A prospective class action lawsuit has been filed against Boehringer Ingelheim Pharmaceutical Inc. in the U.S. District Court, District of Connecticut, alleging the company made false and misleading statements regarding its Combivent Respimat asthma inhaler.
The federal lawsuit accuses the German company – whose North American headquarters are in Ridgefield — of conducting “an extensive, widespread, comprehensive and uniform nationwide marketing campaign” that misrepresented the dosage of its Combivent inhalers. It claims the company offered metered-dose inhalers that promise to provide a set number of constant puffs, but which fell significantly short of that number.
Combivent inhalers are supposed to provide “120 metered doses of relief (for sufferers of chronic obstructive pulmonary disease, or COPD) from lung constriction,” but sometimes contain half of that amount, according to the lawsuit.
The suit was filed by Hollywood, Florida resident Carl Ignacuinos, who was “additionally injured when he was required to restrict his activities because his Combivent had run out prematurely,” according to the lawsuit. “Since he would no longer have a means of relieving his breathing obstructions at this point, he often was required to stay indoors in order to minimize the chances of a COPD attack, against which he would be helpless. This was a source of considerable mental anguish.”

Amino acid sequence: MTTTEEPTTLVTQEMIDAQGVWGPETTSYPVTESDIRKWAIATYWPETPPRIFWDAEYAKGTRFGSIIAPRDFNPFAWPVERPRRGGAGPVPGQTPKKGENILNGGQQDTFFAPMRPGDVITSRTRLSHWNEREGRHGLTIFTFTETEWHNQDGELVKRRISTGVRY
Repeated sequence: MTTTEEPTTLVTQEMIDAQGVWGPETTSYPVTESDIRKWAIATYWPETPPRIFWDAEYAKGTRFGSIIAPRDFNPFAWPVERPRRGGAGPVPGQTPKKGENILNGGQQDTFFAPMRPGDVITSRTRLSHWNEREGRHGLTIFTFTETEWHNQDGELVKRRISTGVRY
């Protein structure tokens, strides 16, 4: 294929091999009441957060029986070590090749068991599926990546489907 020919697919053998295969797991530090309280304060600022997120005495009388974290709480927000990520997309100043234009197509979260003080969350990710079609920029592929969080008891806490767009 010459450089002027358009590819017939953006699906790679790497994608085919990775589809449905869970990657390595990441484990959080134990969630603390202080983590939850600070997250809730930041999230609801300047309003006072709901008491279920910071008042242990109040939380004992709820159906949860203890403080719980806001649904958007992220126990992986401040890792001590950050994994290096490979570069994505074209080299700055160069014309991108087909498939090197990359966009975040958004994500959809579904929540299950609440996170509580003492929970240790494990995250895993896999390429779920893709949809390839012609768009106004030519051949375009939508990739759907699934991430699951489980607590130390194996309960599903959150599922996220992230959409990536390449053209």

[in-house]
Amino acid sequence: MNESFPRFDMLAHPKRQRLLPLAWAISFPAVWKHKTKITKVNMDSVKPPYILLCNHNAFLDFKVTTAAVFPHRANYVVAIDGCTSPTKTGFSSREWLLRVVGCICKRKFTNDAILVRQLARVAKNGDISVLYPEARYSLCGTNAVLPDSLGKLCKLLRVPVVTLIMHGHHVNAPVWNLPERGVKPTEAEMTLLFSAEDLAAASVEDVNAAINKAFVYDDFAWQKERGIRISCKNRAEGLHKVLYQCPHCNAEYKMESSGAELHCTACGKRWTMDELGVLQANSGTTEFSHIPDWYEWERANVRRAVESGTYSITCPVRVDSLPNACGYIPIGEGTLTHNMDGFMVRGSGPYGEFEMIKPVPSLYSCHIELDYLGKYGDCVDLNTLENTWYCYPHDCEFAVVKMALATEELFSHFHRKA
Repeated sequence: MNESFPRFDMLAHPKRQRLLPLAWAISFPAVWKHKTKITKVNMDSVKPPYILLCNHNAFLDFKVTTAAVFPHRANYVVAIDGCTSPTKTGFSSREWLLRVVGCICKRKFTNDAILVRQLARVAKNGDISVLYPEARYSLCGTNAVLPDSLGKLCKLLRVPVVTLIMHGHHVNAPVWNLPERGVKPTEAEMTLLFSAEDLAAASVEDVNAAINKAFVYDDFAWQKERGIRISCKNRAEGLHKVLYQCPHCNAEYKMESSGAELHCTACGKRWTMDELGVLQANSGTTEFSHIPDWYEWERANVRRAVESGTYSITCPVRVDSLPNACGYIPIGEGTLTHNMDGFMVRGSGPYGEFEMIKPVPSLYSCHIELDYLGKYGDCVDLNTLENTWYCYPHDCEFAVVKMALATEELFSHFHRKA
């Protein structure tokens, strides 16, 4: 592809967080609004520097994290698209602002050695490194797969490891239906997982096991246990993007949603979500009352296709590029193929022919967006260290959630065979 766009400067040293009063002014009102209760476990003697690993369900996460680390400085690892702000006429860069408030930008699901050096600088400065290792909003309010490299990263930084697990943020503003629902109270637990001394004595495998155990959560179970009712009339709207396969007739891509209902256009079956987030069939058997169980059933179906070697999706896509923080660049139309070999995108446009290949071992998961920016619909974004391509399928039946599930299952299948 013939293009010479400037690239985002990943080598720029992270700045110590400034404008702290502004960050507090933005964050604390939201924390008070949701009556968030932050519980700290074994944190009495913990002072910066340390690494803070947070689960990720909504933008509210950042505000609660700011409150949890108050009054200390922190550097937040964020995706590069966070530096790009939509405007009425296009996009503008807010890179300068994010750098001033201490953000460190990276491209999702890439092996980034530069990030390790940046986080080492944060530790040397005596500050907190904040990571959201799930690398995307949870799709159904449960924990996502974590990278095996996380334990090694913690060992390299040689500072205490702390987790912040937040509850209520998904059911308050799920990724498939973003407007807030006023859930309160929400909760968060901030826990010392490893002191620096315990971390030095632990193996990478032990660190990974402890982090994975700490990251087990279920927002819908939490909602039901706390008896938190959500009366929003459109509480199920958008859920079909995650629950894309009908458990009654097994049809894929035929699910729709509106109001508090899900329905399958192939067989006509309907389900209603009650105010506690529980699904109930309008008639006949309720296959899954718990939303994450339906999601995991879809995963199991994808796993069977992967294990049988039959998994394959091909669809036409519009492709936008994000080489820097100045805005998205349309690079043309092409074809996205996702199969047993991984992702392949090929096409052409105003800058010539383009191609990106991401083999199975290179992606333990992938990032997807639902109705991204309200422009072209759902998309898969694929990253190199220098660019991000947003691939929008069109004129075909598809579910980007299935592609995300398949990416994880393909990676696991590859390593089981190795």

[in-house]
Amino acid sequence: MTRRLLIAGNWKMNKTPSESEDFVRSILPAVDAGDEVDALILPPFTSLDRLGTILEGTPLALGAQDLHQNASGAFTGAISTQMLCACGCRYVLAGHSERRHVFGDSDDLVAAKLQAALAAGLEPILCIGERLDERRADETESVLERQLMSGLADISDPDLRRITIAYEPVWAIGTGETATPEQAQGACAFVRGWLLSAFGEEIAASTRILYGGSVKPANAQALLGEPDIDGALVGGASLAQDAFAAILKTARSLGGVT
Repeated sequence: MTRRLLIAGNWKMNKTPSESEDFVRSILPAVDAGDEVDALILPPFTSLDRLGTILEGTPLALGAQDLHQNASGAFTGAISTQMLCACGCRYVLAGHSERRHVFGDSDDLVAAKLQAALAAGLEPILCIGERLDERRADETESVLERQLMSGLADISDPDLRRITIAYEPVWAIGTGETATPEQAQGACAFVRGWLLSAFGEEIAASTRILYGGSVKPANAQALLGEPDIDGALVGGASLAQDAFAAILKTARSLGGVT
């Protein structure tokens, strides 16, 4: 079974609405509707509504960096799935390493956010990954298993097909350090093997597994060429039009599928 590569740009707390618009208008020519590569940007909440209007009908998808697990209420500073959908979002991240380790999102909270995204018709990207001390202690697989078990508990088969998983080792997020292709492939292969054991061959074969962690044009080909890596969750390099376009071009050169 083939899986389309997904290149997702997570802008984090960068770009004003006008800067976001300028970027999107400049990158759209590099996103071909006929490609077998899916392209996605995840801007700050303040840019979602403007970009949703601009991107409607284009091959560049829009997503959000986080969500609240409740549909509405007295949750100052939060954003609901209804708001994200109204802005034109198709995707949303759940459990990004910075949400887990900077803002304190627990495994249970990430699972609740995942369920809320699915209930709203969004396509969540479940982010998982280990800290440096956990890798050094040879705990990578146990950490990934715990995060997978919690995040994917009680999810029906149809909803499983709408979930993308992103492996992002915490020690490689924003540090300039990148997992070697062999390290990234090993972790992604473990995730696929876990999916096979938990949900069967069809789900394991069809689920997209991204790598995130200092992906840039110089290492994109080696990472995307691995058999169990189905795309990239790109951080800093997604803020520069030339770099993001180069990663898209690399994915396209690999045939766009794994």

The plaintiff and class “were also injured physically and emotionally, since they were subjected to asthma attacks they could not control and had to live with the anxious knowledge of this risk, restricting their activities,” according to the complaint.
The lawsuit seeks certification as a class, restitution to the class, declaratory relief, statutory pre- and post-judgment interest on any amounts awarded, and attorney fees and costs.
The complaint alleges violation of the Connecticut Unfair Trade Practices Act, breach of express warranties, common-law fraud and violations of Florida’s Deceptive and Unfair Trade Practices Act, brought on behalf of the Florida class.
Representing the plaintiff are attorneys Stephen Bourtin of Stamford’s The Boyd Law Group and C.K. Lee of New York City’s Lee Litigation Group.
Boehringer Ingelheim did not respond to requests for comment.